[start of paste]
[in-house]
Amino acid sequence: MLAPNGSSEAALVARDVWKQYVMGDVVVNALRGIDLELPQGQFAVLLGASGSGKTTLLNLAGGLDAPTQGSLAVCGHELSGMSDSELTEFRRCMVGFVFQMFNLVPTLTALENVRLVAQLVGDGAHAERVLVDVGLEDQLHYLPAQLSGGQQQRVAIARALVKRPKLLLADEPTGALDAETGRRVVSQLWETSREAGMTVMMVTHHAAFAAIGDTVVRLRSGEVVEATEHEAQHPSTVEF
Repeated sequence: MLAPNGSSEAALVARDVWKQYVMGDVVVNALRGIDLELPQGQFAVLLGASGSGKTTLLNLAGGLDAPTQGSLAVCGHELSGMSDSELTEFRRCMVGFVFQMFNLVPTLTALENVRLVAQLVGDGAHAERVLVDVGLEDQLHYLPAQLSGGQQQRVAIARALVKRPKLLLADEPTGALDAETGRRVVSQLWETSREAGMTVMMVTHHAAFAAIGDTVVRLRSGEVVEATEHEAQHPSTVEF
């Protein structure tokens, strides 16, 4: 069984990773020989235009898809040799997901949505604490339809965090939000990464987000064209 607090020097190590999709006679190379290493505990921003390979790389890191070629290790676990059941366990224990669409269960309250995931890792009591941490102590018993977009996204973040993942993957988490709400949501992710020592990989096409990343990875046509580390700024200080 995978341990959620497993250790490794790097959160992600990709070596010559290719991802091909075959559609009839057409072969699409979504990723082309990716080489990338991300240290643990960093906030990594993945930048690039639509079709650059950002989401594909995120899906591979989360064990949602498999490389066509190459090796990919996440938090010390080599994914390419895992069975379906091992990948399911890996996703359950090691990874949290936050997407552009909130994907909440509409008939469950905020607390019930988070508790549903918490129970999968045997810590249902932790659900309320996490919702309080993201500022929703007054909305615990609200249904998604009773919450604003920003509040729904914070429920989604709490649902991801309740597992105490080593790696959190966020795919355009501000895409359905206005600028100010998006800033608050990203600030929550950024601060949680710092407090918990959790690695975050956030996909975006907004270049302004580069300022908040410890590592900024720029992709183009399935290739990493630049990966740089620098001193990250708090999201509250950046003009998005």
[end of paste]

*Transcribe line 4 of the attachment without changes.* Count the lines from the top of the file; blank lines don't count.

């Protein structure tokens, strides 16, 4: 069984990773020989235009898809040799997901949505604490339809965090939000990464987000064209 607090020097190590999709006679190379290493505990921003390979790389890191070629290790676990059941366990224990669409269960309250995931890792009591941490102590018993977009996204973040993942993957988490709400949501992710020592990989096409990343990875046509580390700024200080 995978341990959620497993250790490794790097959160992600990709070596010559290719991802091909075959559609009839057409072969699409979504990723082309990716080489990338991300240290643990960093906030990594993945930048690039639509079709650059950002989401594909995120899906591979989360064990949602498999490389066509190459090796990919996440938090010390080599994914390419895992069975379906091992990948399911890996996703359950090691990874949290936050997407552009909130994907909440509409008939469950905020607390019930988070508790549903918490129970999968045997810590249902932790659900309320996490919702309080993201500022929703007054909305615990609200249904998604009773919450604003920003509040729904914070429920989604709490649902991801309740597992105490080593790696959190966020795919355009501000895409359905206005600028100010998006800033608050990203600030929550950024601060949680710092407090918990959790690695975050956030996909975006907004270049302004580069300022908040410890590592900024720029992709183009399935290739990493630049990966740089620098001193990250708090999201509250950046003009998005």